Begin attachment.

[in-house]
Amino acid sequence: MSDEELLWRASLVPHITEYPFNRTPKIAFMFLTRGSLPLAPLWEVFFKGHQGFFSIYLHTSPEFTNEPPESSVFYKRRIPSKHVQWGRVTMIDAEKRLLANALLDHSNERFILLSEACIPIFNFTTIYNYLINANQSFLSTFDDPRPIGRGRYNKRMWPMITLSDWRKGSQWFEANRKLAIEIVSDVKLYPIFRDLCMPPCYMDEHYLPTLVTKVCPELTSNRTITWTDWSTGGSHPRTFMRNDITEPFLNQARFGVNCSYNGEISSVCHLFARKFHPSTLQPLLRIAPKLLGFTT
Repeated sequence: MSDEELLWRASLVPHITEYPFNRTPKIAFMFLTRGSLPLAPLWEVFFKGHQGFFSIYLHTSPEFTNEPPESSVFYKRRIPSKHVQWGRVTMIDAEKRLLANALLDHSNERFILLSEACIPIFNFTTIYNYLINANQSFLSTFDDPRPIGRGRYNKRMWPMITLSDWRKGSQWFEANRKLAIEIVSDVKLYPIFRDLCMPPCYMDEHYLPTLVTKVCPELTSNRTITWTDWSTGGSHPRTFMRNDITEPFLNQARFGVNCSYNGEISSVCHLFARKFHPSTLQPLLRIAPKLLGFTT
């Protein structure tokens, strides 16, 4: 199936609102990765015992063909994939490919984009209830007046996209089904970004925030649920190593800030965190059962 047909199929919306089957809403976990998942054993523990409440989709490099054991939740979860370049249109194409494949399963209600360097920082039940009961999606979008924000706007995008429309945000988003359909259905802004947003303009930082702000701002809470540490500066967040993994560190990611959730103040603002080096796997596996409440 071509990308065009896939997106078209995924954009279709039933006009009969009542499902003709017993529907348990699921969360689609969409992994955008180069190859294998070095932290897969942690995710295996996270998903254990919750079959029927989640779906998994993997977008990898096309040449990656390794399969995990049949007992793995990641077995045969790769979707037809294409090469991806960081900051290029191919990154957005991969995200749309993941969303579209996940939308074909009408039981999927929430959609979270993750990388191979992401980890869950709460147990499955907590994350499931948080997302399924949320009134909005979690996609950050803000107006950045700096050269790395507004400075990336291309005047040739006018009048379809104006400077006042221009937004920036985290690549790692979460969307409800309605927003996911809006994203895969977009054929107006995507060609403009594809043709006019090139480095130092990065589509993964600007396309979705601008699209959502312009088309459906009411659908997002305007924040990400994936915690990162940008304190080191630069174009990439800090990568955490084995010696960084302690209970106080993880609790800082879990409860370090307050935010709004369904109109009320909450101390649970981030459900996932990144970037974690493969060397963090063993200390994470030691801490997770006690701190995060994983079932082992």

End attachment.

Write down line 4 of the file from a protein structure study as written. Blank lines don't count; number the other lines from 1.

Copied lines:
């Protein structure tokens, strides 16, 4: 199936609102990765015992063909994939490919984009209830007046996209089904970004925030649920190593800030965190059962 047909199929919306089957809403976990998942054993523990409440989709490099054991939740979860370049249109194409494949399963209600360097920082039940009961999606979008924000706007995008429309945000988003359909259905802004947003303009930082702000701002809470540490500066967040993994560190990611959730103040603002080096796997596996409440 071509990308065009896939997106078209995924954009279709039933006009009969009542499902003709017993529907348990699921969360689609969409992994955008180069190859294998070095932290897969942690995710295996996270998903254990919750079959029927989640779906998994993997977008990898096309040449990656390794399969995990049949007992793995990641077995045969790769979707037809294409090469991806960081900051290029191919990154957005991969995200749309993941969303579209996940939308074909009408039981999927929430959609979270993750990388191979992401980890869950709460147990499955907590994350499931948080997302399924949320009134909005979690996609950050803000107006950045700096050269790395507004400075990336291309005047040739006018009048379809104006400077006042221009937004920036985290690549790692979460969307409800309605927003996911809006994203895969977009054929107006995507060609403009594809043709006019090139480095130092990065589509993964600007396309979705601008699209959502312009088309459906009411659908997002305007924040990400994936915690990162940008304190080191630069174009990439800090990568955490084995010696960084302690209970106080993880609790800082879990409860370090307050935010709004369904109109009320909450101390649970981030459900996932990144970037974690493969060397963090063993200390994470030691801490997770006690701190995060994983079932082992």